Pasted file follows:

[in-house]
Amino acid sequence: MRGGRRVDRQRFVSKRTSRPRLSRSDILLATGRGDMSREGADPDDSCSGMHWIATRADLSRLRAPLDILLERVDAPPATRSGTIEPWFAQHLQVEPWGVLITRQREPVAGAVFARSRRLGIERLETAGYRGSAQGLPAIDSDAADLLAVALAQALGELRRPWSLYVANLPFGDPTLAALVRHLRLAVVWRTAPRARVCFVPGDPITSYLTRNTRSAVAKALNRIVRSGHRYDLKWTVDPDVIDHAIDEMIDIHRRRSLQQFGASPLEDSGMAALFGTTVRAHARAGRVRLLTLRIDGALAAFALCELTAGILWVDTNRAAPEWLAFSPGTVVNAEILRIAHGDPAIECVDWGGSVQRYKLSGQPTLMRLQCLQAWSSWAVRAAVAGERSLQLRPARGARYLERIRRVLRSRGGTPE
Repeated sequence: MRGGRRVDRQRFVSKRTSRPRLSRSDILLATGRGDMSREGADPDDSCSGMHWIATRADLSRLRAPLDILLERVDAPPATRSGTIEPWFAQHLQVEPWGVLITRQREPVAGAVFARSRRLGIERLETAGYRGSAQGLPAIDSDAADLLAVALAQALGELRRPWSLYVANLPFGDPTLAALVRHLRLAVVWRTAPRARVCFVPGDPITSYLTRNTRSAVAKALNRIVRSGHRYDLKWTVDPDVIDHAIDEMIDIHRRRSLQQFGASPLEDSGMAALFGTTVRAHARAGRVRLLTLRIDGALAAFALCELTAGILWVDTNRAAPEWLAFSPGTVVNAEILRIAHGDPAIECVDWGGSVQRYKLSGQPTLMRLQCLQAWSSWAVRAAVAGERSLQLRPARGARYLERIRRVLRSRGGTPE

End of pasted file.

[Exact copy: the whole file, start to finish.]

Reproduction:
[in-house]
Amino acid sequence: MRGGRRVDRQRFVSKRTSRPRLSRSDILLATGRGDMSREGADPDDSCSGMHWIATRADLSRLRAPLDILLERVDAPPATRSGTIEPWFAQHLQVEPWGVLITRQREPVAGAVFARSRRLGIERLETAGYRGSAQGLPAIDSDAADLLAVALAQALGELRRPWSLYVANLPFGDPTLAALVRHLRLAVVWRTAPRARVCFVPGDPITSYLTRNTRSAVAKALNRIVRSGHRYDLKWTVDPDVIDHAIDEMIDIHRRRSLQQFGASPLEDSGMAALFGTTVRAHARAGRVRLLTLRIDGALAAFALCELTAGILWVDTNRAAPEWLAFSPGTVVNAEILRIAHGDPAIECVDWGGSVQRYKLSGQPTLMRLQCLQAWSSWAVRAAVAGERSLQLRPARGARYLERIRRVLRSRGGTPE
Repeated sequence: MRGGRRVDRQRFVSKRTSRPRLSRSDILLATGRGDMSREGADPDDSCSGMHWIATRADLSRLRAPLDILLERVDAPPATRSGTIEPWFAQHLQVEPWGVLITRQREPVAGAVFARSRRLGIERLETAGYRGSAQGLPAIDSDAADLLAVALAQALGELRRPWSLYVANLPFGDPTLAALVRHLRLAVVWRTAPRARVCFVPGDPITSYLTRNTRSAVAKALNRIVRSGHRYDLKWTVDPDVIDHAIDEMIDIHRRRSLQQFGASPLEDSGMAALFGTTVRAHARAGRVRLLTLRIDGALAAFALCELTAGILWVDTNRAAPEWLAFSPGTVVNAEILRIAHGDPAIECVDWGGSVQRYKLSGQPTLMRLQCLQAWSSWAVRAAVAGERSLQLRPARGARYLERIRRVLRSRGGTPE